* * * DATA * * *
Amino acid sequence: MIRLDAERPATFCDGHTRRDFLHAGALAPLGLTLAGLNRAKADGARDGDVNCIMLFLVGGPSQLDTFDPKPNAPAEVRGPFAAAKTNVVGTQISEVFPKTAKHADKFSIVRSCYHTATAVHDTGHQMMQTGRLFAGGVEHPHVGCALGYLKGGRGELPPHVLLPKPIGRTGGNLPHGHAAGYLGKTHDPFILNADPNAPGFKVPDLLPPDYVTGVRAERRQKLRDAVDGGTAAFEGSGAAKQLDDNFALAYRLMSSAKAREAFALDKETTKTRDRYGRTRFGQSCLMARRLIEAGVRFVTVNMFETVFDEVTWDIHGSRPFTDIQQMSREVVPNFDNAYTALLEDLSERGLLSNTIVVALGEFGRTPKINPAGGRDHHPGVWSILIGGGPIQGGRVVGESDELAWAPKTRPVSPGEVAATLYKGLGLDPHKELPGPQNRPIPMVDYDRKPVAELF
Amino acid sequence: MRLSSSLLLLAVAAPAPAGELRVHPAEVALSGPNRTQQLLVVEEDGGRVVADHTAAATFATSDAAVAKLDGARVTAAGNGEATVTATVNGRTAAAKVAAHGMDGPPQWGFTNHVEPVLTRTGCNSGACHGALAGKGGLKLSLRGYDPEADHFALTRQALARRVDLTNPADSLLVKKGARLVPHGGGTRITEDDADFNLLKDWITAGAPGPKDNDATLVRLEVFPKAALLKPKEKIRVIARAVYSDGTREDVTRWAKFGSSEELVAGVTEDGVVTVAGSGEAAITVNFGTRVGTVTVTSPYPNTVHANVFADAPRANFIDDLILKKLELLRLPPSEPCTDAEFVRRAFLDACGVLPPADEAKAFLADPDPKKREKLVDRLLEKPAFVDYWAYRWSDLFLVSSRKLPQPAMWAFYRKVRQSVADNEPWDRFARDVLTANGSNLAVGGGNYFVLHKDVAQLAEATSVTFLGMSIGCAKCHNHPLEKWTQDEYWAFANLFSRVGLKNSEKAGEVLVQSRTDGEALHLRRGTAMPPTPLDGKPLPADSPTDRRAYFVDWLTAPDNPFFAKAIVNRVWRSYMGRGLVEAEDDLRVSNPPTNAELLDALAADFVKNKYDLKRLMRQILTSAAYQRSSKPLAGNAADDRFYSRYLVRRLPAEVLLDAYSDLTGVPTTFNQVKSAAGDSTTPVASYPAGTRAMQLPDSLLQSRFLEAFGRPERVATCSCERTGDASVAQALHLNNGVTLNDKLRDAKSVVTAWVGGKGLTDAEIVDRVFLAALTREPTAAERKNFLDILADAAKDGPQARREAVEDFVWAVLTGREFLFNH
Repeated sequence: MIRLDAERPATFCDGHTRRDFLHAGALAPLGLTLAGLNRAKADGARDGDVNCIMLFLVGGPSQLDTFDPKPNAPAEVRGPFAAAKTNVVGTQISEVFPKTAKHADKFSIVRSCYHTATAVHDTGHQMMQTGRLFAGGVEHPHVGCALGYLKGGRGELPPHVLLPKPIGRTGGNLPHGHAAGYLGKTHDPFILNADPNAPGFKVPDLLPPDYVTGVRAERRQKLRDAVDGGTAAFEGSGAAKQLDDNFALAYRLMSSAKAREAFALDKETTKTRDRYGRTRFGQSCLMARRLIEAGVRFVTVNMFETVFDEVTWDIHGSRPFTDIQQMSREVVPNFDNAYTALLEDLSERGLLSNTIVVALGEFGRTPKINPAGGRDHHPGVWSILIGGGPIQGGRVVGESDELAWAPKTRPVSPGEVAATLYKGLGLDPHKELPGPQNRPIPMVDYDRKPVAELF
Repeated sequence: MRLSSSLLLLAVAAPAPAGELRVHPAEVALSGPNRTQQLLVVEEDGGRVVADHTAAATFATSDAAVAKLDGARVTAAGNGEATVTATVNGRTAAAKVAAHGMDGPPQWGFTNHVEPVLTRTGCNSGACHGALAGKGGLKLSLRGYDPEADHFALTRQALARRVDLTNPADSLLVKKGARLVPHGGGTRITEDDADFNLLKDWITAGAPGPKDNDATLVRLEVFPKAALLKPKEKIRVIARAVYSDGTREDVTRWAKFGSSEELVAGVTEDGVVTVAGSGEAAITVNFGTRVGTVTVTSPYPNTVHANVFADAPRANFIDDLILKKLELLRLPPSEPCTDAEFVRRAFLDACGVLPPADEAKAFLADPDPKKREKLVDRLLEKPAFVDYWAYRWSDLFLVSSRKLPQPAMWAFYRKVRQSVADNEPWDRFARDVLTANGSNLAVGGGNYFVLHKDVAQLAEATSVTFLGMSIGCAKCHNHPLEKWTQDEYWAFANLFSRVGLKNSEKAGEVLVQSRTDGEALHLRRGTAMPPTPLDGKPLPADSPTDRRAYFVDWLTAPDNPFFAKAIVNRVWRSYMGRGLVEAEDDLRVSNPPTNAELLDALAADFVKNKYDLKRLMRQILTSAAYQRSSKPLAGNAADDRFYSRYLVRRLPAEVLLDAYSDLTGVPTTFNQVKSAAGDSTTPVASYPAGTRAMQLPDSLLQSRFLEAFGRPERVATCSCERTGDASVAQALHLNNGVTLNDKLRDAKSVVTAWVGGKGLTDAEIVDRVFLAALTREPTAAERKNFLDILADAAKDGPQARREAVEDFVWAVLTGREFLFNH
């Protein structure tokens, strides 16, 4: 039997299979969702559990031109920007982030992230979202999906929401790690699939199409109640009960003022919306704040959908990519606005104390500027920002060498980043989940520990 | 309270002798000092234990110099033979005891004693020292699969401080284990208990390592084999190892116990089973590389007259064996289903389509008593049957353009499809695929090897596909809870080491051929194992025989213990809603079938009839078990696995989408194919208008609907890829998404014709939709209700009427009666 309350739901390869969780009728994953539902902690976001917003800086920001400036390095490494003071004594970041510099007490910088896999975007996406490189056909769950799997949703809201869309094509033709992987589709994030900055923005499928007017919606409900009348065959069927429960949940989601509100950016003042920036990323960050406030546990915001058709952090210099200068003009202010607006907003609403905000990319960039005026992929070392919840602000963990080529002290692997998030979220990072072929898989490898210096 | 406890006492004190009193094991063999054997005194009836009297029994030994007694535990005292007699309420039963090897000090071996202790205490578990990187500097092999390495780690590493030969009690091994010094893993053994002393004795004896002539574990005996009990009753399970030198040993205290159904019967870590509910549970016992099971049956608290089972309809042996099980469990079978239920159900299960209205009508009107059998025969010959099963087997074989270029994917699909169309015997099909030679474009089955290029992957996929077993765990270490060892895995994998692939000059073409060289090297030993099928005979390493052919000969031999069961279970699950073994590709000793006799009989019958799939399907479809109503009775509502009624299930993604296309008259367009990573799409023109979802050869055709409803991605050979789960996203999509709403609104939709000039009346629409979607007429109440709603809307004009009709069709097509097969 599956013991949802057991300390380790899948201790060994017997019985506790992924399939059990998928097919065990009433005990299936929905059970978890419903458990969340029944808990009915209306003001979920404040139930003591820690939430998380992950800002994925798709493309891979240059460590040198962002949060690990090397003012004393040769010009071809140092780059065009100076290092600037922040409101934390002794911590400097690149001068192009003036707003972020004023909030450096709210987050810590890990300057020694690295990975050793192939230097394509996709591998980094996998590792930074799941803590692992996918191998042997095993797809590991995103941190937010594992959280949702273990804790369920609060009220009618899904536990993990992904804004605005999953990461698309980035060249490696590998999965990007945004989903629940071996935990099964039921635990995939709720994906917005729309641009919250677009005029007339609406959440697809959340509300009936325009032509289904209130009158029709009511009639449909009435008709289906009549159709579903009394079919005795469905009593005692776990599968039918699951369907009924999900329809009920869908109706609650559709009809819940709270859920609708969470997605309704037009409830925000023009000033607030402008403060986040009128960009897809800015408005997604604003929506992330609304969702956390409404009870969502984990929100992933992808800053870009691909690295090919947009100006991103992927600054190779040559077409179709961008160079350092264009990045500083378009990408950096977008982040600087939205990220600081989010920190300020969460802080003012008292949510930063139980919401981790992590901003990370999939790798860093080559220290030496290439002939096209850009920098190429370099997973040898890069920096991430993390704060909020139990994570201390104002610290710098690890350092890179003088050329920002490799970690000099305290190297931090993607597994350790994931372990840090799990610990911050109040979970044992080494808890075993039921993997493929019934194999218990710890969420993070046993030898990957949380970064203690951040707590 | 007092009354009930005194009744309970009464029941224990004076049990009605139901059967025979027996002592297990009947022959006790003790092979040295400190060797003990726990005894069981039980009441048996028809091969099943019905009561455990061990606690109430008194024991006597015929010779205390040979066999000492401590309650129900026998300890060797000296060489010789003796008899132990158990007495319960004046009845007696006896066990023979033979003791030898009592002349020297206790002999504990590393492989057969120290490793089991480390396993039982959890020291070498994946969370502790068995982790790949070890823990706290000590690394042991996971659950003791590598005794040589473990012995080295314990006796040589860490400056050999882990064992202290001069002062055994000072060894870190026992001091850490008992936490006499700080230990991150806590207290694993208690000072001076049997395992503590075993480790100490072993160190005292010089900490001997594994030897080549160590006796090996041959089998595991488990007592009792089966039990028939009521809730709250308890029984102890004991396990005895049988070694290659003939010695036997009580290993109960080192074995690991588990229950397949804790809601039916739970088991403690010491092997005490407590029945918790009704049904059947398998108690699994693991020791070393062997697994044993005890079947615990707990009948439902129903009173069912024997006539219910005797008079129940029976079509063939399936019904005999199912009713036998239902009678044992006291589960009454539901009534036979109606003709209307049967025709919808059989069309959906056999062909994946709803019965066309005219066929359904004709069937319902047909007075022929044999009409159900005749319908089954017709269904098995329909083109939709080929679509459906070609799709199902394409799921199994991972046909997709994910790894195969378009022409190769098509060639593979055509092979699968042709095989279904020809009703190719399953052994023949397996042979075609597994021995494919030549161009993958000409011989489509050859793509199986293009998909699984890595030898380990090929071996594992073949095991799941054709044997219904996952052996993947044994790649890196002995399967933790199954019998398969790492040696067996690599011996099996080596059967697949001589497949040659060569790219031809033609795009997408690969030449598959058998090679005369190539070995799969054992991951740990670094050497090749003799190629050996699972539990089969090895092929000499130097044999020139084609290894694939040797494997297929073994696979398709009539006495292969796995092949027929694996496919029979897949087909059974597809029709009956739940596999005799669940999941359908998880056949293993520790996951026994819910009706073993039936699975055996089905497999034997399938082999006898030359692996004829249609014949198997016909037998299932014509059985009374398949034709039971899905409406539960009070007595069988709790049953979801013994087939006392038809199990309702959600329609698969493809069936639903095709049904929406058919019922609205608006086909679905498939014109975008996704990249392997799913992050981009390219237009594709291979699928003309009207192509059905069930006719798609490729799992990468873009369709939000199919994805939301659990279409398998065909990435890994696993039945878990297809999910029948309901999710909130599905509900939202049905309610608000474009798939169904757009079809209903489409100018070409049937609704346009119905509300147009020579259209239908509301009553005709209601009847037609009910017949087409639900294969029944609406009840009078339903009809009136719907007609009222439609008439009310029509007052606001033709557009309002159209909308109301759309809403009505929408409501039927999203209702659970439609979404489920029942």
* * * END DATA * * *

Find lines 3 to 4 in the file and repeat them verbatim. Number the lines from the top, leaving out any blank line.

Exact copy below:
Repeated sequence: MIRLDAERPATFCDGHTRRDFLHAGALAPLGLTLAGLNRAKADGARDGDVNCIMLFLVGGPSQLDTFDPKPNAPAEVRGPFAAAKTNVVGTQISEVFPKTAKHADKFSIVRSCYHTATAVHDTGHQMMQTGRLFAGGVEHPHVGCALGYLKGGRGELPPHVLLPKPIGRTGGNLPHGHAAGYLGKTHDPFILNADPNAPGFKVPDLLPPDYVTGVRAERRQKLRDAVDGGTAAFEGSGAAKQLDDNFALAYRLMSSAKAREAFALDKETTKTRDRYGRTRFGQSCLMARRLIEAGVRFVTVNMFETVFDEVTWDIHGSRPFTDIQQMSREVVPNFDNAYTALLEDLSERGLLSNTIVVALGEFGRTPKINPAGGRDHHPGVWSILIGGGPIQGGRVVGESDELAWAPKTRPVSPGEVAATLYKGLGLDPHKELPGPQNRPIPMVDYDRKPVAELF
Repeated sequence: MRLSSSLLLLAVAAPAPAGELRVHPAEVALSGPNRTQQLLVVEEDGGRVVADHTAAATFATSDAAVAKLDGARVTAAGNGEATVTATVNGRTAAAKVAAHGMDGPPQWGFTNHVEPVLTRTGCNSGACHGALAGKGGLKLSLRGYDPEADHFALTRQALARRVDLTNPADSLLVKKGARLVPHGGGTRITEDDADFNLLKDWITAGAPGPKDNDATLVRLEVFPKAALLKPKEKIRVIARAVYSDGTREDVTRWAKFGSSEELVAGVTEDGVVTVAGSGEAAITVNFGTRVGTVTVTSPYPNTVHANVFADAPRANFIDDLILKKLELLRLPPSEPCTDAEFVRRAFLDACGVLPPADEAKAFLADPDPKKREKLVDRLLEKPAFVDYWAYRWSDLFLVSSRKLPQPAMWAFYRKVRQSVADNEPWDRFARDVLTANGSNLAVGGGNYFVLHKDVAQLAEATSVTFLGMSIGCAKCHNHPLEKWTQDEYWAFANLFSRVGLKNSEKAGEVLVQSRTDGEALHLRRGTAMPPTPLDGKPLPADSPTDRRAYFVDWLTAPDNPFFAKAIVNRVWRSYMGRGLVEAEDDLRVSNPPTNAELLDALAADFVKNKYDLKRLMRQILTSAAYQRSSKPLAGNAADDRFYSRYLVRRLPAEVLLDAYSDLTGVPTTFNQVKSAAGDSTTPVASYPAGTRAMQLPDSLLQSRFLEAFGRPERVATCSCERTGDASVAQALHLNNGVTLNDKLRDAKSVVTAWVGGKGLTDAEIVDRVFLAALTREPTAAERKNFLDILADAAKDGPQARREAVEDFVWAVLTGREFLFNH